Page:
Artists for the Earth

Musicians and environmentalists unite in opposition to music industry’s lobbying offensive endangering rainforests and jobs

40,000 Supporters Worldwide and Growing

Contacts: Glenn Hurowitz, Climate Advisers 917-386-3571, [email protected] Kate Horner, Friends of the Earth, 360-319-9444, [email protected] Lisa Handy, Environmental Investigation Agency, 202-262-1587, [email protected] Jessica Lass, Natural Resources Defense Council, 202-468-6718, [email protected]

ANAHEIM, January 19—As tens of thousands of people gather for the opening of the NAMM Show, the National Association of Music Merchants’ biggest annual event, musicians and environmental groups called on the industry to change the tune it’s singing in Washington by ending its support for illegal logging.

Standing outside NAMM’s conference, renowned musicians joined top environmentalists in calling for NAMM to stop lobbying for the so-called “RELIEF” Act (HR 3210). This proposed legislation would gut the Lacey Act, a global conservation success that curbs trade in illegal wildlife and forest products. Today, 20 groups delivered a letter to NAMM leadership calling on the organization to halt their Washington campaign.

“Illegal logging for wood used in guitars and other instruments is helping to eat away at the irreplaceable forests of my country and the communities that depend on them,” said Razia Said, a singer from Madagascar who has recently been touring her native country with other musicians to raise awareness, and who performed at Thursday’s event along with local Los Angeles area musicians.  Some 40,000 people worldwide have signed petitions supporting her efforts. “Why would musicians want to weaken laws that ensure the continued supply of our instruments?”

The RELIEF Act would exempt the pulp and paper industry – the vast majority of wood product imports in to the United States – from the Lacey act’s core requirements, reduce fines for “first offenders” to just $250 even for large illegal shipments, and eliminate the ability of federal agents to confiscate wood they know has been logged illegally.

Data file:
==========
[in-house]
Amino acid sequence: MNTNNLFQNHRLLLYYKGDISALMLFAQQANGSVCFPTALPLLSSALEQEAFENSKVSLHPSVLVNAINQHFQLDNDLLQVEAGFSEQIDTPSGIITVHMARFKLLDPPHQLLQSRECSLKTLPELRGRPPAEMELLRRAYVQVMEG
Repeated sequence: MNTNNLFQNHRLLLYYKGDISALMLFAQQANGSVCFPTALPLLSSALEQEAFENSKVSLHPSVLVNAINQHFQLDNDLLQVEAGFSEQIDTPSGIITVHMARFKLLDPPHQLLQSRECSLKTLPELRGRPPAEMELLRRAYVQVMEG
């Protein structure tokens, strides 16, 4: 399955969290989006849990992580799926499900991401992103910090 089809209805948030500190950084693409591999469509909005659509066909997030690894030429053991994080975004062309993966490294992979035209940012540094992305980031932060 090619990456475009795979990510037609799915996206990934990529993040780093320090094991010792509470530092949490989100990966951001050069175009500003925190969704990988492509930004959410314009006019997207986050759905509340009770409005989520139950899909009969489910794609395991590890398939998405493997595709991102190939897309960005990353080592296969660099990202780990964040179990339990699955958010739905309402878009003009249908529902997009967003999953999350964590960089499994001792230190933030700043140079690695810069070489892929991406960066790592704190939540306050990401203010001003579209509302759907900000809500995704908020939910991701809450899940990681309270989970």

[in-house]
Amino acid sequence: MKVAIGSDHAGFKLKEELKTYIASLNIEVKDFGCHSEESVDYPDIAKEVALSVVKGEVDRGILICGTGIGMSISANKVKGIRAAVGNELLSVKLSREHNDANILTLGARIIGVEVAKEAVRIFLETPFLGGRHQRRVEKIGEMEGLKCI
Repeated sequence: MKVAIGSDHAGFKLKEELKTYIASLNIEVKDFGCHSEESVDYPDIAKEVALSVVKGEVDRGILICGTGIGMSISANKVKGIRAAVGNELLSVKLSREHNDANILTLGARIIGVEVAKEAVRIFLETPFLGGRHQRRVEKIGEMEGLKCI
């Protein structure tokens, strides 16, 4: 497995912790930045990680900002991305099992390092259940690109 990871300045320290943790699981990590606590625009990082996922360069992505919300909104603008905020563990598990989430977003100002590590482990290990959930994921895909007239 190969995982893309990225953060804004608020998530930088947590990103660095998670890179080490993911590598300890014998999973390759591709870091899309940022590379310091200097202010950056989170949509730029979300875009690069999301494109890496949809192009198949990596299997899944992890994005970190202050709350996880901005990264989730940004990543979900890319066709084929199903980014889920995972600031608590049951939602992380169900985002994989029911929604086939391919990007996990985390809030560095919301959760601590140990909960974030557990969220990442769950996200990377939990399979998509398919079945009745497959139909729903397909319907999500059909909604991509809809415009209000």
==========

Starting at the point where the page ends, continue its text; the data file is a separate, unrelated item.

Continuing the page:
“Rolling back protections against illegal logging is like poaching endangered species,” said Sierra Club Executive Director Michael Brune.  “As a society, we’ve moved beyond killing elephants for their ivory in order to make piano keys, and we certainly don’t need to decimate the world’s rainforests to decorate guitars.  It’s particularly repugnant that this giveaway to illegal loggers is being justified in the name of music.”

One of NAMM’s biggest members, Gibson Guitars, is under investigation for allegedly importing illegal precious woods from Madagascar, and for smuggling wood from India in violation of customs rules.  Their media campaign in response to the investigations has created unnecessary fear among musicians about the Lacey Act, even though there have been no enforcement cases targeted at individuals, and federal agencies have stated in writing that they intend to target enforcement against knowing commercial importers and not individual musicians.  Meanwhile, NAMM’s campaign is allowing Asian logging companies that have long wanted to weaken or repeal the Lacey Act to hide behind musicians in support of proposed legislation that legal experts and environmentalists say would have devastating impacts for forests and jobs.